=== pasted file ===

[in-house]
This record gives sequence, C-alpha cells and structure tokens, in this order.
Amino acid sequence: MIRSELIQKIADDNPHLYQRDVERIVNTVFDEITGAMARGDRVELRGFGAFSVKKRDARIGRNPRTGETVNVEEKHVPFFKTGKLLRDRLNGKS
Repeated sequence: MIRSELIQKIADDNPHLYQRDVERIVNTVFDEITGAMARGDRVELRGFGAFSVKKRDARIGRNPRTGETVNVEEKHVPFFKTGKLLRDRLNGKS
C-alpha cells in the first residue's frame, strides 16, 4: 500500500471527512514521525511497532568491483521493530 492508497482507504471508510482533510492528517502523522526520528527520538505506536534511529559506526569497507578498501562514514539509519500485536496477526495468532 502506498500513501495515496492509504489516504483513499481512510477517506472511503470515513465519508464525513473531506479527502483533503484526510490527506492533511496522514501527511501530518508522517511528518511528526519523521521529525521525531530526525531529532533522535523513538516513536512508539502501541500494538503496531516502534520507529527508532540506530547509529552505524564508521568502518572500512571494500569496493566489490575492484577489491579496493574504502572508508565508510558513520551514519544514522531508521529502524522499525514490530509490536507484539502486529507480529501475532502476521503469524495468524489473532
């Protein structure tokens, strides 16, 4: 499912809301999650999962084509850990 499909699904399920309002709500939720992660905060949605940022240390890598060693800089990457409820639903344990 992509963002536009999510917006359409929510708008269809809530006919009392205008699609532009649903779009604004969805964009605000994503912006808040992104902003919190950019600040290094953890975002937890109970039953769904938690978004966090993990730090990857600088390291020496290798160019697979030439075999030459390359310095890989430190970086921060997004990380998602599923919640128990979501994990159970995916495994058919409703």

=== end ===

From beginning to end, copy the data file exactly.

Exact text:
[in-house]
This record gives sequence, C-alpha cells and structure tokens, in this order.
Amino acid sequence: MIRSELIQKIADDNPHLYQRDVERIVNTVFDEITGAMARGDRVELRGFGAFSVKKRDARIGRNPRTGETVNVEEKHVPFFKTGKLLRDRLNGKS
Repeated sequence: MIRSELIQKIADDNPHLYQRDVERIVNTVFDEITGAMARGDRVELRGFGAFSVKKRDARIGRNPRTGETVNVEEKHVPFFKTGKLLRDRLNGKS
C-alpha cells in the first residue's frame, strides 16, 4: 500500500471527512514521525511497532568491483521493530 492508497482507504471508510482533510492528517502523522526520528527520538505506536534511529559506526569497507578498501562514514539509519500485536496477526495468532 502506498500513501495515496492509504489516504483513499481512510477517506472511503470515513465519508464525513473531506479527502483533503484526510490527506492533511496522514501527511501530518508522517511528518511528526519523521521529525521525531530526525531529532533522535523513538516513536512508539502501541500494538503496531516502534520507529527508532540506530547509529552505524564508521568502518572500512571494500569496493566489490575492484577489491579496493574504502572508508565508510558513520551514519544514522531508521529502524522499525514490530509490536507484539502486529507480529501475532502476521503469524495468524489473532
């Protein structure tokens, strides 16, 4: 499912809301999650999962084509850990 499909699904399920309002709500939720992660905060949605940022240390890598060693800089990457409820639903344990 992509963002536009999510917006359409929510708008269809809530006919009392205008699609532009649903779009604004969805964009605000994503912006808040992104902003919190950019600040290094953890975002937890109970039953769904938690978004966090993990730090990857600088390291020496290798160019697979030439075999030459390359310095890989430190970086921060997004990380998602599923919640128990979501994990159970995916495994058919409703």